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Self-publishing? Evaluate these three factors before deciding

by Jukka Hilvonen on 04/19/16 12:21:00 pm   Featured Blogs

The following blog post, unless otherwise noted, was written by a member of Gamasutra’s community.
The thoughts and opinions expressed are those of the writer and not Gamasutra or its parent company.


This blog post was originally published on my website on April 14, 2016.

Getting attention is one critical factor of success when self-publishing Photo by Nathanco via Pixabay

One of the most fundamental decisions for a mobile game developer is the decision between publishing the game yourself or to use an established publisher.

On the occurrences which I've been witnessing, this debate can get pretty heated with strong opinions on both sides. Often times, opinions and feelings tend to take place instead of a more constructive logic-based reasoning in the debate.

This article is my humble attempt to give some thoughts about which variables mobile game developers should take into account when making a decision on whether to publish their game by themselves or use an external publisher.


The first variable which you should take into account is the most obvious one. If you need funding to complete your game, you should consider publishing funding. Sure, there are other methods of funding, such as loans and equity funding. Equity funding is also one potential method (especially, if you happen to have a rich uncle or parents) but raising equity funding from others aside from FFF (friends, fools and family) is very hard, especially if you don't have considerable game development experience in your team.

It is also good to note that in today's mobile gaming landscape, publishers are not very interested in other business models than free-to-play. So if you are developing a premium game to mobile platforms, I'm afraid that your chances of getting funding will be thin.


The second point to evaluate is whether you have any experience in marketing and/or user acquisition. As the competition is getting ever more fierce in mobile players' attention, with around 500 apps and games submitted to the App Store each day, getting attention for your game is as equally an important piece of the puzzle as the art of making games.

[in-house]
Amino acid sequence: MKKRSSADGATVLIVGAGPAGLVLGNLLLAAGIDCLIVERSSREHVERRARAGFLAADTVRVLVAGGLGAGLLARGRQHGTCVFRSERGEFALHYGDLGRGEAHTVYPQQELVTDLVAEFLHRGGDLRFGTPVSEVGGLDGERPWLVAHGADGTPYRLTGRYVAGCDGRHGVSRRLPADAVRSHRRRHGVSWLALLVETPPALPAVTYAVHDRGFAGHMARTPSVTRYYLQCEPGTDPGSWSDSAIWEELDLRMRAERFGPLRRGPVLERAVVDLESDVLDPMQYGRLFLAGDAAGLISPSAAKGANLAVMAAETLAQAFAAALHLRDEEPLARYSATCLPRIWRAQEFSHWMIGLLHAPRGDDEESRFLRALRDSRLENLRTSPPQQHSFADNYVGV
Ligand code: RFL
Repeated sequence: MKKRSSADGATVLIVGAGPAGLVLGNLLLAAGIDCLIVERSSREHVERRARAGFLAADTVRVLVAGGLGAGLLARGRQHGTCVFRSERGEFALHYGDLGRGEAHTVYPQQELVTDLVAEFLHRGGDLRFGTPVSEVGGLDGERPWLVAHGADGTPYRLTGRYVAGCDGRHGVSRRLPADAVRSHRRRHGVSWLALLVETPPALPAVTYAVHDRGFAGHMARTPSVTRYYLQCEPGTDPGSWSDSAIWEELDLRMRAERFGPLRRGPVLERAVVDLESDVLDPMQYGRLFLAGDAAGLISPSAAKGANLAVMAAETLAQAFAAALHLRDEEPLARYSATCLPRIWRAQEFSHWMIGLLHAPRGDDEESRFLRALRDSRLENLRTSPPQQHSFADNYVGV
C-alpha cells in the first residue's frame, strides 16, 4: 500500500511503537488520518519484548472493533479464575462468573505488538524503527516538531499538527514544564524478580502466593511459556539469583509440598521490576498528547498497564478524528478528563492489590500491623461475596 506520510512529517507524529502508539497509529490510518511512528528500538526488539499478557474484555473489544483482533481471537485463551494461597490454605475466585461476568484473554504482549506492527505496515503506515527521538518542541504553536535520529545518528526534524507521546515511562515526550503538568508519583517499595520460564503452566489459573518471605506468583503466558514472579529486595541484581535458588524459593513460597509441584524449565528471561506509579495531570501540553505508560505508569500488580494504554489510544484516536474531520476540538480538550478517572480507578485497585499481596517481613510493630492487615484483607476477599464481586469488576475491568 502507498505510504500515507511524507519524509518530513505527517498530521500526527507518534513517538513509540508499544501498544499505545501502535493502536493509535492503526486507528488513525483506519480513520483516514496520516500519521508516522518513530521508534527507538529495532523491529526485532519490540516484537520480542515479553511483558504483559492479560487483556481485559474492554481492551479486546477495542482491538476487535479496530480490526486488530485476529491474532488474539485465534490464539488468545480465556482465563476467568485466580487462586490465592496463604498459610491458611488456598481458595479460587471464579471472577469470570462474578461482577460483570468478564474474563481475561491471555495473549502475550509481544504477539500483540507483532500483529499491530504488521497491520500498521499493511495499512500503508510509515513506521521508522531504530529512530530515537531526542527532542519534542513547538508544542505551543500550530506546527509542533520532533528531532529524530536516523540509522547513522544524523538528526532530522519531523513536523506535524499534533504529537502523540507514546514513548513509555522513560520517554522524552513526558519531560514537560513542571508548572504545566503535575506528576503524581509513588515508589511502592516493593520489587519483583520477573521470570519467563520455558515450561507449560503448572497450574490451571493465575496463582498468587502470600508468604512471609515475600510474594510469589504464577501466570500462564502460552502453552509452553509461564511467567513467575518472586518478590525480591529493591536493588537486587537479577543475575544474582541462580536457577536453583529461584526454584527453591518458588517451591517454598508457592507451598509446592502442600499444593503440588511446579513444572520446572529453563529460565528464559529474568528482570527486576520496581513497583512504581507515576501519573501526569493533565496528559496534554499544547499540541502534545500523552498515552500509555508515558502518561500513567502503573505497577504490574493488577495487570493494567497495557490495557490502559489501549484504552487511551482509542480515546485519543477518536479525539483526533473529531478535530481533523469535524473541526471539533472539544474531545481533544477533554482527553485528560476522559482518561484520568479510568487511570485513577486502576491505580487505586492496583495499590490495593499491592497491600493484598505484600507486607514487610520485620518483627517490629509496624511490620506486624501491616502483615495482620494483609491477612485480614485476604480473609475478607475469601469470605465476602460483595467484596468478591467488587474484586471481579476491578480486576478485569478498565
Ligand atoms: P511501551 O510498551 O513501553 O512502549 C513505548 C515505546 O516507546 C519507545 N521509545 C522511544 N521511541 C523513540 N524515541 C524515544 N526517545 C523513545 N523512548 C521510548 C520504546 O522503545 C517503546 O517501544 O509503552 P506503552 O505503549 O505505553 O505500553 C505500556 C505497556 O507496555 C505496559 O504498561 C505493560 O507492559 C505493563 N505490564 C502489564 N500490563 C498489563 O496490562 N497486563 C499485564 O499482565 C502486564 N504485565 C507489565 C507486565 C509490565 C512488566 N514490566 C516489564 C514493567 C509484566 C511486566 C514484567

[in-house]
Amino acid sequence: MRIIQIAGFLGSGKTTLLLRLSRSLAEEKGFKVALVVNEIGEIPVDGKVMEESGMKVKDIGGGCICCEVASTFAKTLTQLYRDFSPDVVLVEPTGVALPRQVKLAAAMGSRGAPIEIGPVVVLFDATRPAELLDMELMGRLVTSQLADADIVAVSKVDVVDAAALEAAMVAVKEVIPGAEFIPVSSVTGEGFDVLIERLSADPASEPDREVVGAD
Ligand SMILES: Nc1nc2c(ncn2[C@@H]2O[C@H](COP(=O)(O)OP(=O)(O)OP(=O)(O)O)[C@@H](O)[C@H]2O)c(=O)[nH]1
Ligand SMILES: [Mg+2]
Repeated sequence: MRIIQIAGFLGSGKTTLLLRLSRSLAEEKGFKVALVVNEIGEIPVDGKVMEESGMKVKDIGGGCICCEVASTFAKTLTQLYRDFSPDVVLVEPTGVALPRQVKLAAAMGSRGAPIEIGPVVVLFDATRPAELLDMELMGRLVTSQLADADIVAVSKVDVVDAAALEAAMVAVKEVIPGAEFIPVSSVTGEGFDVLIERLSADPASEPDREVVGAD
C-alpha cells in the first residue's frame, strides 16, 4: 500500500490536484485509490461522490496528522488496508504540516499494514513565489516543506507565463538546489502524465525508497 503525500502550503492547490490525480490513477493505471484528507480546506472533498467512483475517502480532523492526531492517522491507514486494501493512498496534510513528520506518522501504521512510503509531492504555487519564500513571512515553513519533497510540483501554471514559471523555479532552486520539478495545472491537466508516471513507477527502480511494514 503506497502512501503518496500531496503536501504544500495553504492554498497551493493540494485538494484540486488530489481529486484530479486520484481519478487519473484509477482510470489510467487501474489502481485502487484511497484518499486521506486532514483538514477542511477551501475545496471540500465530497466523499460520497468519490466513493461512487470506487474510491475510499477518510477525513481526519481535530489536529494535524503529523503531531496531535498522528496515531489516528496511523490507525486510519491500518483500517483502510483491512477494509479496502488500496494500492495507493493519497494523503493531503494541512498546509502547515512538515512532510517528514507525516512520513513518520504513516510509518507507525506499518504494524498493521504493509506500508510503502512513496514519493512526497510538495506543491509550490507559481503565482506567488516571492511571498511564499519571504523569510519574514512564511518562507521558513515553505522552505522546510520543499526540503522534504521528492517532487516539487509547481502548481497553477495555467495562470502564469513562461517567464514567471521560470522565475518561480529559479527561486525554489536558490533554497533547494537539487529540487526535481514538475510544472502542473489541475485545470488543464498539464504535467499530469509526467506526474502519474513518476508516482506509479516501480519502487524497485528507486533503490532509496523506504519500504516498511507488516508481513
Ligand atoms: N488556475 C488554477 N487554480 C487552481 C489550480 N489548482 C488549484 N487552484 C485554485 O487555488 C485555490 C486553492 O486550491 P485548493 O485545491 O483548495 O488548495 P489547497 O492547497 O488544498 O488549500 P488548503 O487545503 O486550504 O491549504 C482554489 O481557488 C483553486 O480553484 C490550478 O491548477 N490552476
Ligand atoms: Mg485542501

To elaborate upon this question a little more, ask yourself these questions:

  1. Do we have a reliable plan for getting attention to our game? (Sidenote: hoping for platform featuring is not a plan)
  2. Do we know how to do App Store Optimization?
  3. Do we know how to do user acquisition in scale? Do I know the terms DSP, SSP, CTR, CVR? Do we know how to do creative optimization?
  4. Do we know how big a marketing budget we need for a soft launch? Do we know when we should transition from soft launch to global launch?
  5. Do we know what attribution analytics is? Do we know how to handle possible frauds?
  6. Do we have personal contacts with App Store or Google Play editorial teams? Have we ever pitched any of our games to Apple or Google representatives before? Do we know what they are looking for from awesome games?
  7. If we don't have any experience in UA or marketing - do we have any chances to hire a person who knows about these things? Do we know how much they cost? Do we know how to evaluate their skills in this matter?

These are just a few questions, but if you are able to stay objective when asking yourself these, you should pretty quickly find out the scope of things which are related under the term "marketing" and "user acquisition".